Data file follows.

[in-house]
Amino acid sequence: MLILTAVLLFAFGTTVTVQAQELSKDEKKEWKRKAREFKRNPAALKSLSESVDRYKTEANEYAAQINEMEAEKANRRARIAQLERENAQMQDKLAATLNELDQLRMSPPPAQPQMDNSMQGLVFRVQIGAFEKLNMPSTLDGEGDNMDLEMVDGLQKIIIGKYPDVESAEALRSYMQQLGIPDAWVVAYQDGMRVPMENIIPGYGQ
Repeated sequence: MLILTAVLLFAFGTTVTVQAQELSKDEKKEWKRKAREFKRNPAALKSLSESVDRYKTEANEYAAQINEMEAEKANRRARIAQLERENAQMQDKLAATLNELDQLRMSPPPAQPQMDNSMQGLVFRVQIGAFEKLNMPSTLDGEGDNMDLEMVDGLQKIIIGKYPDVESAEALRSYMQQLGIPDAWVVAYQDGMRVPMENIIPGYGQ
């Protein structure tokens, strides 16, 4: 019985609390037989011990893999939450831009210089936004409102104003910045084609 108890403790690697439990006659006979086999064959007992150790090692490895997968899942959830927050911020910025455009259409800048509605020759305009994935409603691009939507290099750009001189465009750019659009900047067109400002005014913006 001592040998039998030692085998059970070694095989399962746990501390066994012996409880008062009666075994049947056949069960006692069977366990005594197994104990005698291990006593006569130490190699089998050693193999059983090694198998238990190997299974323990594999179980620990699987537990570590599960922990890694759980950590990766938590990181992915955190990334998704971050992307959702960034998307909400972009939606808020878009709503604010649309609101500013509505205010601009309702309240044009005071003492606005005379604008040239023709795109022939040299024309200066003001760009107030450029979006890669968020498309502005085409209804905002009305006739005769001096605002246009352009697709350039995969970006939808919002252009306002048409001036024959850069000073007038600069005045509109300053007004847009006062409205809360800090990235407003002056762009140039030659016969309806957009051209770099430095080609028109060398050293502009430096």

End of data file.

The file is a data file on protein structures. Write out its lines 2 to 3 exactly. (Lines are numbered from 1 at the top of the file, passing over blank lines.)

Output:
Amino acid sequence: MLILTAVLLFAFGTTVTVQAQELSKDEKKEWKRKAREFKRNPAALKSLSESVDRYKTEANEYAAQINEMEAEKANRRARIAQLERENAQMQDKLAATLNELDQLRMSPPPAQPQMDNSMQGLVFRVQIGAFEKLNMPSTLDGEGDNMDLEMVDGLQKIIIGKYPDVESAEALRSYMQQLGIPDAWVVAYQDGMRVPMENIIPGYGQ
Repeated sequence: MLILTAVLLFAFGTTVTVQAQELSKDEKKEWKRKAREFKRNPAALKSLSESVDRYKTEANEYAAQINEMEAEKANRRARIAQLERENAQMQDKLAATLNELDQLRMSPPPAQPQMDNSMQGLVFRVQIGAFEKLNMPSTLDGEGDNMDLEMVDGLQKIIIGKYPDVESAEALRSYMQQLGIPDAWVVAYQDGMRVPMENIIPGYGQ